Coventry Cathedral: Art and Architecture in Post-War Britain

By Louise Campbell | Go to book overview

8
The Turning-Point, 1954-1956

THE period between May 1954, when the Minister issued a licence for building work to the value of £985,000, and the end of 1956, when a contract for building the walls was signed, was a crucial one for the genesis of the cathedral. During this time, Spence and Bishop Gorton, who had watched closely the design of the nave windows and the slow development of Sutherland's ideas for the tapestry, commissioned two further works of art, from Jacob Epstein and from John Piper. These commissions signalled a new confidence about the cathedral project, prompted by the letter from the Minister of Works. After a lean period, a stream of commissions began to arrive in Spence's office from 1954, offering design opportunities across a wide spectrum.1 Talented young assistants--including David Rock, Tony Jackson, Roger Button, and later Anthony Blee, John Bonnington, Christopher Walker, and Brian Nicholls--were recruited to help with these and to produce detailed drawings for the cathedral. An exchange of ideas began between these young assistants and Spence which was important for the development of the cathedral design. The character of this design was also to be shaped by a more triumphalist iconography developed during the conflict with the City Council, and informed by a lively awareness of post-war continental church design.

In June 1954, a meeting of the Planning and Redevelopment Committee of the City Council, chaired by Hodgkinson, declared itself to be 'now more satisfied that the new Cathedral will not seriously interfere with building priorities for other needs, and that the new Cathedral fits beautifully into central development'; the only sour note was struck by an editorial written by a member of the city engineer's department for NALGO's local branch magazine.2 The work of clearing the graveyard began in June and was completed in the autumn. The building contract was divided into four, corresponding to the chief stages of construction; the firm of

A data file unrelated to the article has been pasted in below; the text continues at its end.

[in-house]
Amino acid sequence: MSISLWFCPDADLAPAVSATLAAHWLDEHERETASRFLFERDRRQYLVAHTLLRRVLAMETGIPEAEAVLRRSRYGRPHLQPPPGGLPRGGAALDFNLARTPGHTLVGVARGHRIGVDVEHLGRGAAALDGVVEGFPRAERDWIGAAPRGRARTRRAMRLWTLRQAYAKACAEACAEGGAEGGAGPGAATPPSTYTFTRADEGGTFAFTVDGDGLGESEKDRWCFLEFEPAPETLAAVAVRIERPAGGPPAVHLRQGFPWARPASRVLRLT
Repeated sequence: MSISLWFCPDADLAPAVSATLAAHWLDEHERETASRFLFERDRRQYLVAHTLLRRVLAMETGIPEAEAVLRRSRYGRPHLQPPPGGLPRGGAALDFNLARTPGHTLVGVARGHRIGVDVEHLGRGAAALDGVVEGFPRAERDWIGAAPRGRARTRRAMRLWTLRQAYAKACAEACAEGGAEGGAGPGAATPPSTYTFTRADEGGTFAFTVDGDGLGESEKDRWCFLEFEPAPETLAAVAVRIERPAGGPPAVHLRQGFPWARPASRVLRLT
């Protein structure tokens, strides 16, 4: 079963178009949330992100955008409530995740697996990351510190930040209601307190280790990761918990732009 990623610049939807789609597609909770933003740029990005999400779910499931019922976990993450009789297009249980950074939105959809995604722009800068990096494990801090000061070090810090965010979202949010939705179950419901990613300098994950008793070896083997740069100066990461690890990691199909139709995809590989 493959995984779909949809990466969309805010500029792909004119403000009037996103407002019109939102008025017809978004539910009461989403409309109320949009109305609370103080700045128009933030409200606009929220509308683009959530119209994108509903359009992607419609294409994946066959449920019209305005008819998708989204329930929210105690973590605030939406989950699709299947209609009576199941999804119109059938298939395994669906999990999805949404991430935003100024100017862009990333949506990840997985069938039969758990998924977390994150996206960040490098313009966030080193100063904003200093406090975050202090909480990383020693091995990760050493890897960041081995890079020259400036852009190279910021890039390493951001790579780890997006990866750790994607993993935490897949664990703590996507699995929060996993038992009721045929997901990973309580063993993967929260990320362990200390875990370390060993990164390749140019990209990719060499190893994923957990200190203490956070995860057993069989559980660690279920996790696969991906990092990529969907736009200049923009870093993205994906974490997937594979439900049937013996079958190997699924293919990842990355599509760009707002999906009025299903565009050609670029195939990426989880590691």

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1
Church of Scotland church at Clermiston, Edinburgh (St Andrew's, completed 1957); Anglican churches at Leicester (St Aidan's, completed 1959; Eyres Monsell, completed 1956) and Sheffield (St Paul's, completed 1958); a comprehensive school at Sydenham, London ( 1953-7) and Sheffield ( Parsons Cross Secondary School, 1955).
2
Rec. Minutes, 29 Sept. 1954. John Yates in Camera Principis ( May 1954), quoted Ch. 7 n. 23. The Reconstruction Committee considered suing the author for libel, but decided to let the matter rest.

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Coventry Cathedral: Art and Architecture in Post-War Britain
Table of contents

Table of contents

  • Title Page iii
  • ACKNOWLEDGEMENTS v
  • Contents vii
  • List of Color Plates ix
  • LIST OF BLACK AND WHITE PLATES xi
  • Abbreviations xix
  • Introduction 1
  • Part I. Architecture and Politics 5
  • 1 The Cathedral and the City: The Blitz, Civic Ideology And Reconstruction 7
  • 2 The Cathedral Project 1940-1947 22
  • 3 'towards a New Cathedral'? 37
  • Part II. The Creative Process 69
  • 4 Modernism and Tradition: The Genesis of Spence's Competition Design 71
  • 5 The Competition Design Refined, 1951-1954 81
  • 6 The Architect and the Artist 102
  • Part III. Design into Building 131
  • 7 The Licence to Build, 1954 133
  • 8 The Turning-Point, 1954-1956 141
  • 9 The Design Recast, 1956-1958 148
  • Pa IV. For and Function 193
  • 10 The Modern Church 195
  • 11 Provost and Architect 206
  • 12 The Cathedral Completed, 1960-1962 216
  • 13 The Cathedral and the Post-War World: Austerity and Triumphalism 243
  • Conclusion 254
  • APPENDIX: DONATIONS 276
  • Bibliography 278
  • Index 283
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